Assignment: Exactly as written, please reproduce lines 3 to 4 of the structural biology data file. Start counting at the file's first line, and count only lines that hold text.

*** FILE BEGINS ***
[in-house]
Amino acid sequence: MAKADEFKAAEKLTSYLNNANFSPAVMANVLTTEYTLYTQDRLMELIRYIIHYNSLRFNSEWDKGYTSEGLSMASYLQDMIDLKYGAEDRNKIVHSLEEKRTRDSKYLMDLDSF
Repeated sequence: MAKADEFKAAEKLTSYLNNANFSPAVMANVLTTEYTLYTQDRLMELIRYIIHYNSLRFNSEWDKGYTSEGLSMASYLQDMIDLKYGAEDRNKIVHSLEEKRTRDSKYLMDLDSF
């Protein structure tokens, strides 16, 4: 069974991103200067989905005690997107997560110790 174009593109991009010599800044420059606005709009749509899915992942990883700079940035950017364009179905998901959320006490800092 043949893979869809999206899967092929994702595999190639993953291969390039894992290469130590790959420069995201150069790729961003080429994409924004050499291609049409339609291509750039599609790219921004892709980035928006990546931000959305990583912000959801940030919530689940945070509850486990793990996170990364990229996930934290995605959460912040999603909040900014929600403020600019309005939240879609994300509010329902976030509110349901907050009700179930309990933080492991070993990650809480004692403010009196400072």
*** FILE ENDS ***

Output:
Repeated sequence: MAKADEFKAAEKLTSYLNNANFSPAVMANVLTTEYTLYTQDRLMELIRYIIHYNSLRFNSEWDKGYTSEGLSMASYLQDMIDLKYGAEDRNKIVHSLEEKRTRDSKYLMDLDSF
């Protein structure tokens, strides 16, 4: 069974991103200067989905005690997107997560110790 174009593109991009010599800044420059606005709009749509899915992942990883700079940035950017364009179905998901959320006490800092 043949893979869809999206899967092929994702595999190639993953291969390039894992290469130590790959420069995201150069790729961003080429994409924004050499291609049409339609291509750039599609790219921004892709980035928006990546931000959305990583912000959801940030919530689940945070509850486990793990996170990364990229996930934290995605959460912040999603909040900014929600403020600019309005939240879609994300509010329902976030509110349901907050009700179930309990933080492991070993990650809480004692403010009196400072």